Monday, November 02, 2015

Some still do that

It has been commented on this blog that the practice of retail staff removing their shoes before dressing shop windows has substantially declined. Nevertheless, I saw a woman who had removed her shoes dressing the window in H & M in Hemel Hempstead today, so it still does happen.

22 comments:

Paul said...

Great to know it still happens. Was the woman young, and what was she wearing?

Interestingly, last time I saw someone remove their shoes to dress a shop window was in H&M - this was in Stockholm, though, and a long time ago, I was sure this practice was now gone.

Elain Smith said...

Hmmm yes that must have been refreshing to see I know that they very rarely do it her at all anymore but do have fond memories of stocking footed ladies in shop windows dressing the mannequins it seemed to me that it was a requirement to do that in stockinged feet and always done by ladies or girls............

Elain Smith said...

and it may be off topic but while I am here I have seen a few movies where women in movies are required to remove their shoes before being executed.........2 that come to mind were "I want to live" and 'the conspirators" Im not sure if it was for comfort or noise...........but I just saying they did and I want to live was based on a true story as was the conspirators i found it rather interesting sort of like the unwritten rule when I went to church all females were required to enter the chapel in stocking feet only.

Paul said...

Elain, I don't think I have ever seen assistants remove their shoes to dress shop windows in English-speaking countries - only in Sweden, Norway, and Iceland. I think it is sad that this good practice is disappearing. What did women dressing shop windows that you saw wear? Were they dressed up? Also I wonder whether it was the shop policy or women chose to take their shoes off as a courtesy.

Matthew Celestis said...

Paul, I think she looked young, but I didn't want to stare at her, so I couldn't say definitely. Why do you want to know what she was wearing?

Paul said...

Matthew - the reason I was asking us that I hope she had clean socks on, I am not sure bare feet in a shop window is hygienic!

Matthew Celestis said...

She was wearing socks.

But I think your concern is misplaced. Hands are a lot dirtier and unhygienic than feet.

Paul said...

Good that she was wearing socks. I think bare feet would be inappropriate there and might even look unprofessional if not downright gross.

Matthew Celestis said...

Please don't be trollish. This comment thread is not a platform for you to vent about bare feet being 'gross.'

Anonymous said...

I'm not sure it just applies to windows.

I work in a travel agency and often have to park on a grassy area.

If the grass is wet or muddy I take my shoes off in work, to avoid walking dirt into the carpets.

Paul said...

This is very nice and considerate of you - do you change into clean shoes or just work in your stockinged feet, and if the latter, do your customers see that you have no shoes on?

Matthew Celestis said...

I remember somebody who worked in a travel agency commented a few years ago. Is that you?

Mark said...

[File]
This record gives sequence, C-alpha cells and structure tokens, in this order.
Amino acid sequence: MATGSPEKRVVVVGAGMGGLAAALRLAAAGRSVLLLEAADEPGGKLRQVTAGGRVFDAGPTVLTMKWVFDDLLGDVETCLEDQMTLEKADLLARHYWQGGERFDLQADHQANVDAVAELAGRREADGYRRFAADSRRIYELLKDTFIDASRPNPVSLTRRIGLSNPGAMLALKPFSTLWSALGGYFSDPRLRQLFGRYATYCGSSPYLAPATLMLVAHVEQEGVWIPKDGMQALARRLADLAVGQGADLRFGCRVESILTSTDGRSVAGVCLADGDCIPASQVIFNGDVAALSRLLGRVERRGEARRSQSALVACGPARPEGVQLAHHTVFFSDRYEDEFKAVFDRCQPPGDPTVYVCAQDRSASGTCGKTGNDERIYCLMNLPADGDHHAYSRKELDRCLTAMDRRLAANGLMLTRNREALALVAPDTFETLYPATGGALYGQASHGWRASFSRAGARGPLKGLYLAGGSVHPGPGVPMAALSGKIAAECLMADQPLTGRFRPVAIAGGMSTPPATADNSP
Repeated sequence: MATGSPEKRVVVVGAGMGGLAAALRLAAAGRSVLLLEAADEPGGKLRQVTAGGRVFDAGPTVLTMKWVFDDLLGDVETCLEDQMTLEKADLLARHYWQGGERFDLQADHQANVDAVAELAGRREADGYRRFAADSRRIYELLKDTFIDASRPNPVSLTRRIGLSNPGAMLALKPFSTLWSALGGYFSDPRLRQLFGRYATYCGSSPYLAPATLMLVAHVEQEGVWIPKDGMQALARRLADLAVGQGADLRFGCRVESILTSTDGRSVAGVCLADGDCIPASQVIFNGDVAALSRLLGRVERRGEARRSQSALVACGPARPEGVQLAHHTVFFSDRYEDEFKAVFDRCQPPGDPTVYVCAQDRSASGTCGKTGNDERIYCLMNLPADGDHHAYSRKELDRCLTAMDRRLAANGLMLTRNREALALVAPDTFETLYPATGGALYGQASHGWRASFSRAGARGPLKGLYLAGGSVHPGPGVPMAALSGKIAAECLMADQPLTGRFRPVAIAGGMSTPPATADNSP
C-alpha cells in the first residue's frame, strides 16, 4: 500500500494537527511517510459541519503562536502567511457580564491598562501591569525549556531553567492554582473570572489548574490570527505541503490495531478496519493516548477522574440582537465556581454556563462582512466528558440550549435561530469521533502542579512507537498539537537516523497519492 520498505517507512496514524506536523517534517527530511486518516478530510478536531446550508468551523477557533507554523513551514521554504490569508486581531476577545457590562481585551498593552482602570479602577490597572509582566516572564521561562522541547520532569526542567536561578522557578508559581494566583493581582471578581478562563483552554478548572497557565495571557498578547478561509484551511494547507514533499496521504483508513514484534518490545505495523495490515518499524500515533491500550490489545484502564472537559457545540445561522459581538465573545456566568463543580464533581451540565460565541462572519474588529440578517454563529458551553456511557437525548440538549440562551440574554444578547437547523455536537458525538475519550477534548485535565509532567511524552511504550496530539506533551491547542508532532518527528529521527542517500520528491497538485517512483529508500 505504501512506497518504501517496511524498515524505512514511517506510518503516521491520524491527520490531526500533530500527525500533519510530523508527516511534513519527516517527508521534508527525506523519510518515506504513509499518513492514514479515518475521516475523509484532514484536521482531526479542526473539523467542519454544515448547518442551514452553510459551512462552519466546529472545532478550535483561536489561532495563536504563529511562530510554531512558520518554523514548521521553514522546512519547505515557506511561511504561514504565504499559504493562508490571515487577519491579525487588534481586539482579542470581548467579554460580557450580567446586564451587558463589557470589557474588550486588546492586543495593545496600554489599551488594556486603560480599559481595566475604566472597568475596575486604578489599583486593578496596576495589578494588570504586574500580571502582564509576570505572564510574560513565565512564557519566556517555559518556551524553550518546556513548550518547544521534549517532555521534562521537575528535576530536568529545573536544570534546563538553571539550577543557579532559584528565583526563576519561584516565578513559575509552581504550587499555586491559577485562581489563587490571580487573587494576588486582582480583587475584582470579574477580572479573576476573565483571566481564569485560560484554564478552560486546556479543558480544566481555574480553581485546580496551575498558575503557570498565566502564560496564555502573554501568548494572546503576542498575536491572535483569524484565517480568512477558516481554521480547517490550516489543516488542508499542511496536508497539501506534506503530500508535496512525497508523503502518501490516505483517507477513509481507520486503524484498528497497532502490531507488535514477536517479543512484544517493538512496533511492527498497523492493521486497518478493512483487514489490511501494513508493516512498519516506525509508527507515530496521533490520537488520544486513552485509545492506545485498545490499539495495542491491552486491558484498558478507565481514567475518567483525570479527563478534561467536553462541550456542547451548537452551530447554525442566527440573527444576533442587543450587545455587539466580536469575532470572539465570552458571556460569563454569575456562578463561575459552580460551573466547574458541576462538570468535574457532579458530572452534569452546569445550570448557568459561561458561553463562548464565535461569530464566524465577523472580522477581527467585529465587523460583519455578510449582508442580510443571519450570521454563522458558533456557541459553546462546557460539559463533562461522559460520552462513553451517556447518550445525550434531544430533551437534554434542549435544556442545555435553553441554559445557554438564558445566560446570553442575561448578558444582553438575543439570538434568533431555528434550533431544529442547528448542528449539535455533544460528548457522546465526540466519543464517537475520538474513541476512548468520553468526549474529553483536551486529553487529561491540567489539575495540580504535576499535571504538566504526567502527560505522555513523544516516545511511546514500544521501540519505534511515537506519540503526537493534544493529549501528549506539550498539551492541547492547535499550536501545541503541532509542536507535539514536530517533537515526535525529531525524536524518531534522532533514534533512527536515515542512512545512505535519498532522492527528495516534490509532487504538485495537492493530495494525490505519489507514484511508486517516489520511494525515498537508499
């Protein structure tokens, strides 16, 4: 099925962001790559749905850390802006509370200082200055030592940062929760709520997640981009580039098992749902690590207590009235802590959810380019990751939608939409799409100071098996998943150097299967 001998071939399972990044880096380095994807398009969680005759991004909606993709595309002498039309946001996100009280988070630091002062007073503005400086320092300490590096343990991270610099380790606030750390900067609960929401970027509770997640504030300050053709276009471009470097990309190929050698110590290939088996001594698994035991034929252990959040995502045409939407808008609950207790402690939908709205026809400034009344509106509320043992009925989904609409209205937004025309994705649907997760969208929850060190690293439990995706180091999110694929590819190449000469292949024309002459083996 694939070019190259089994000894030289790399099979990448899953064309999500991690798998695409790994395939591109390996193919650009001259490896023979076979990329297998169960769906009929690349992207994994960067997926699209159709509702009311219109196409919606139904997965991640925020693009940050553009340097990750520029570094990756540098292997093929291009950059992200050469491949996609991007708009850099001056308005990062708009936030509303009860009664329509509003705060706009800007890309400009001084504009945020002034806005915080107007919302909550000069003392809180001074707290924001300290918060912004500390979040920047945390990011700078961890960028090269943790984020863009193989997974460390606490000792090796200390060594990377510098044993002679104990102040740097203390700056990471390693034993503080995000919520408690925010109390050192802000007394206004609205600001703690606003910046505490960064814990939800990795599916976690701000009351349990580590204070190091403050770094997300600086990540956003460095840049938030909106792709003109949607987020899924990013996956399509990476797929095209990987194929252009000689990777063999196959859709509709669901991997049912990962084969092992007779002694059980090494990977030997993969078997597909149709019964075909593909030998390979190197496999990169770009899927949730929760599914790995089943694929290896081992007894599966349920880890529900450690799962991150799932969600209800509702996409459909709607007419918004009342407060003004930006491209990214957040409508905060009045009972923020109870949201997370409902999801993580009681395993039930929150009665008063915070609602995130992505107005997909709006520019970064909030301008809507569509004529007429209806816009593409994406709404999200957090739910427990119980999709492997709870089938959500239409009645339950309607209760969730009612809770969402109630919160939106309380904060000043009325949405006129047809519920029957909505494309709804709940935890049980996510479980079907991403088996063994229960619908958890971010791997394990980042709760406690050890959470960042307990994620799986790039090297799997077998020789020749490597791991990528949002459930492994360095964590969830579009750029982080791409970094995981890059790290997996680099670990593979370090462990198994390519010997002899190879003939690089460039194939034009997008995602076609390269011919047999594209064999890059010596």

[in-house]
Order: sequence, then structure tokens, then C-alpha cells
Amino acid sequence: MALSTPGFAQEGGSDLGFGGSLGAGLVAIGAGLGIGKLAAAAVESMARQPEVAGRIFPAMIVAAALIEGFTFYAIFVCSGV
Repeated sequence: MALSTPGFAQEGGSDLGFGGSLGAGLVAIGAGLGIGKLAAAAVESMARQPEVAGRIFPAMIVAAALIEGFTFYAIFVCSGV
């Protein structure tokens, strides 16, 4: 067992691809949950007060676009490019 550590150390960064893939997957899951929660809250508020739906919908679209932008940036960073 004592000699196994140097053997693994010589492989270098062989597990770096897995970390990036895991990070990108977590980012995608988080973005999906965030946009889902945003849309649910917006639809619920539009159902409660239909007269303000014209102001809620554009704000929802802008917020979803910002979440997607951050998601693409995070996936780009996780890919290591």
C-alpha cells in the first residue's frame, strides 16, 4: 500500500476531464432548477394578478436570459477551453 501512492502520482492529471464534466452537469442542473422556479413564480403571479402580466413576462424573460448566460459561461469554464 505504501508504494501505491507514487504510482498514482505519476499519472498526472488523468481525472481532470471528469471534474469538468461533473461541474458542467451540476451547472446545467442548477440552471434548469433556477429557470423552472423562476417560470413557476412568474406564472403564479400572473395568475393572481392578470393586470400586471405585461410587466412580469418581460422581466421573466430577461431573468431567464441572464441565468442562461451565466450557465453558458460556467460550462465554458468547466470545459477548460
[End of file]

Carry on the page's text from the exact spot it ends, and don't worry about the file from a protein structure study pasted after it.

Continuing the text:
John lewis window dressers wear ballet style pumps. It is classy shop so this comes as no surprise. I also suspect that the majority of people who shop at John Lewis take their shoes off at the door in their own homes and when visiting

Anonymous said...

No I hav'ent posted here before. I change into indoor shoes.

Paul said...

Mark - do you mean that John Lewis window dressers change into ballet style pumps before stepping in the window? Or they take those off?

Mark said...

They put them on before window dressing, Paul

Neil Gardner said...

Hi

This practice is still prevalent but many shop window displays are integrated into the actual shop itself not a separate platform.

That said I too witnessed a female shop assistant-barefoot-arranging mannequins in a H&M branch in Harlow,Essex.

Many years ago it was common to witness shop assistants window dressing shoeless-can remember a local shoe shop where female shop assistants were required to remove their shoes to change the displays-all were dressed in white blouse/blue skirt and natural coloured nylons.Possibly these days many shops do not require assistants to dress as formally.

Marks & Spencer window dressers always work shoeless too.

Shame there are not many photos online of this disappearing phenomenon!

Paul said...

Neil, this sounds interesting - where was the shoe store where the shop assistants had to remove their shoes to change the displays - was it in Essex? We're they required to take their shoes off because of the heels?

Neil Gardner said...
This comment has been removed by a blog administrator.
Matthew Celestis said...

So how do you know their names?

Cool it down a bit, Neil.

Anonymous said...

The shoes off policy for window display arrangement is partially used in Poland. Off course, it is only if the display is elevated and made with soft material. The policy is both for women and men, since there are more women in selling you see women a lot more often. Usually they wear socks or nylon socks, sometimes pantyhose.
Some shops require such policy, sometimes it depends on a certain shop or person. There are also shops that do not have such policy.

Matthew Celestine said...

Thanks. Always good to know what they di in Poland.